Managers are often unaware of the day to day issues experienced
by their employees, partly because employees who are aware of the
issues may have reservations about formally coming forward with a
concern, and partly because it's difficult for managers to
oversee everything that happens in an office.
It is important, as a matter of risk management, for employers
to be aware of practices in the workplace which could expose the
company to liability in some way. How willing employees are to come
forward with important information depends on the reaction of the
employer upon receipt of that information, and whether that
reaction encourages, or deters, other employees from speaking
In the news recently, ICAC hearings into Botany Bay Council
have revealed that several people reported financial irregularities
years ago, but no action was taken. The Council's financial
accountant reported to the Deputy General Manager in 2009 that
invoices from a computer contractor carried the bank details of the
Council's CFO, Gary Goodman. In 2007, another employee had
reported that Mr Goodman insisted on having another signatory sign
blank cheques, and then completed them himself. As far as the
employees could tell, no action was taken on either report. That
hardly encourages employees to make further reports of
7-Eleven scandal around underpayment of employees serves to
illustrate just how important it is for employers to know about
issues that could amount to contraventions on the part of the
employer. The CEO and Chairman of 7-Eleven resigned from their
positions, shortly after it became known to them how widespread the
underpayments had been. If more protection had been afforded to
whistleblowers, and a culture existed which rewarded, rather than
punished, whistleblowers for speaking out, the issue may have
resolved itself with much less publicity, and the period over which
the offences occurred (and the cost of rectification) would have
been much less. By the time the underlying issues are resolved, the
dirty laundry has already been aired.
a Queensland rail worker was disciplined for taking a photo of
a co-driver who climbed onto the bonnet of a moving train. The
whistleblower was given a final warning because she was not
supposed to be using her mobile phone in the driver's cabin.
Although the whistleblower may have contravened a safety policy,
the purpose for the contravention was to give evidence to the
employer about unsafe work practices. Perhaps a better response
would have been to discuss the seriousness of the contravention of
the no-phone policy, but to make an allowance in this situation, in
order to better foster a culture supportive of whistleblowers.
Although disciplining a whistleblower for conduct in connection
with speaking out may be justified, the potential message to
employees in general is that speaking out could lead to the
employee losing their job, or facing some other adverse
consequence. The fear of reprisal felt by many employees who have
something to disclose, is pervasive and needs to be addressed. This
recently voiced by Greg Tanzer, a Commissioner at the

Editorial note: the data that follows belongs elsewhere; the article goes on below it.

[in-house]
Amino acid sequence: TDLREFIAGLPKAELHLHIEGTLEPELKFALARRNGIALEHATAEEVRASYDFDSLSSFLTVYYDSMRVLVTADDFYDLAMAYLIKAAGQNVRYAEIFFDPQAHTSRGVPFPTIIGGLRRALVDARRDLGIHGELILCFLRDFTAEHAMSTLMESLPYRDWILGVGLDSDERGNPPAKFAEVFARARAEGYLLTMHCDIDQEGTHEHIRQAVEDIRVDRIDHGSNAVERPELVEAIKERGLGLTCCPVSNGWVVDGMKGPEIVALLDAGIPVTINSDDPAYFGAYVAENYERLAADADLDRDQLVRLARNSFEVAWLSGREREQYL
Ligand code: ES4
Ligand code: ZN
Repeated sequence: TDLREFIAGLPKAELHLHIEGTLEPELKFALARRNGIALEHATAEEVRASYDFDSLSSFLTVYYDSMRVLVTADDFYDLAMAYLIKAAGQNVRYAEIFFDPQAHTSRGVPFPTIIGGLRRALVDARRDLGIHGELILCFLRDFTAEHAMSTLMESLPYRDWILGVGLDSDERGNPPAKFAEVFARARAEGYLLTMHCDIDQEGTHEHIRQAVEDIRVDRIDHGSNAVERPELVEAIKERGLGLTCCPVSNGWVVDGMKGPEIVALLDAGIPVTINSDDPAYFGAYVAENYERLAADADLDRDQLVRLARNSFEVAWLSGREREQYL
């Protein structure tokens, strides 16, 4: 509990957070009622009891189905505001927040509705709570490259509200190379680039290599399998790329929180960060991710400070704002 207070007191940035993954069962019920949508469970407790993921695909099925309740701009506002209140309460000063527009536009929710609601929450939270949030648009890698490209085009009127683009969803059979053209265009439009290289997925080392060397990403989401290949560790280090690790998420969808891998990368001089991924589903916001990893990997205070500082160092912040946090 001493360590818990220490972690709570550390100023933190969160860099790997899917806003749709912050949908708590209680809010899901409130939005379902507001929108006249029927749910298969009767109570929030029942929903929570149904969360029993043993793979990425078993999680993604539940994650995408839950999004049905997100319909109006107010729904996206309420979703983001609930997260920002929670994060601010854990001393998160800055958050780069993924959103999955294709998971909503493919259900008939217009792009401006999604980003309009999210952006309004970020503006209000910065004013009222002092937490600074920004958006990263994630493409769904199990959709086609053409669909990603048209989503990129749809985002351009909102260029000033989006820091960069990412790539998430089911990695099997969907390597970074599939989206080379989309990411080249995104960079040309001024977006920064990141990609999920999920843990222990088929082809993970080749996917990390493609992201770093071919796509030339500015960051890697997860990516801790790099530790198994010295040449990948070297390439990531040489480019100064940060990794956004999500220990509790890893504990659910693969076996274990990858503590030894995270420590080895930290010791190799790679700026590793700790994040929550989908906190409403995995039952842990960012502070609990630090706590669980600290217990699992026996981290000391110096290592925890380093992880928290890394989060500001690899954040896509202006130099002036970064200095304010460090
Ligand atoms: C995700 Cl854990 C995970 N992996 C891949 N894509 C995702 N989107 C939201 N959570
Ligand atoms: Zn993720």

Australian Securities and Investments Commission, who has suggested
that the definition of a whistleblower (the "discloser")
under the Corporations Act needs to be broadened so as to cover
more individuals, and that whistleblowers who suffer financially as
a result of speaking out should be compensated.
To encourage employees to speak out about the issues they see,
employers should ensure that first, they have a grievance policy in
place that tells employees what will happen if they raise a
complaint, and to whom they should speak. Second, procedures should
be put into place that afford the whistleblower a degree of
anonymity if required, or at least shield the whistleblower from
potential backlash from those involved in the misconduct. Third,
employers should ensure that such policies are actually followed.
It's one thing to say that employees will be supported -
it's another thing to demonstrate that the support and
protection on offer is a real part of the culture. As we have seen
with many of the organisations reviewed by the Royal Commission
into Institutional Responses to Child Sexual Abuse, too often the
institution protects its own interests, rather than those of
The content of this article is intended to provide a general
guide to the subject matter. Specialist advice should be sought
about your specific circumstances.
To print this article, all you need is to be registered on Mondaq.com.
Click to Login as an existing user or Register so you can print this article.
An employee that refused a reasonable offer of settlement was ordered by the FWC to pay his ex-employer's legal costs.
Some comments from our readers… “The articles are extremely timely and highly applicable” “I often find critical information not available elsewhere” “As in-house counsel, Mondaq’s service is of great value”
Register for Access and our Free Biweekly Alert for
This service is completely free. Access 250,000 archived articles from 100+ countries and get a personalised email twice a week covering developments (and yes, our lawyers like to think you’ve read our Disclaimer).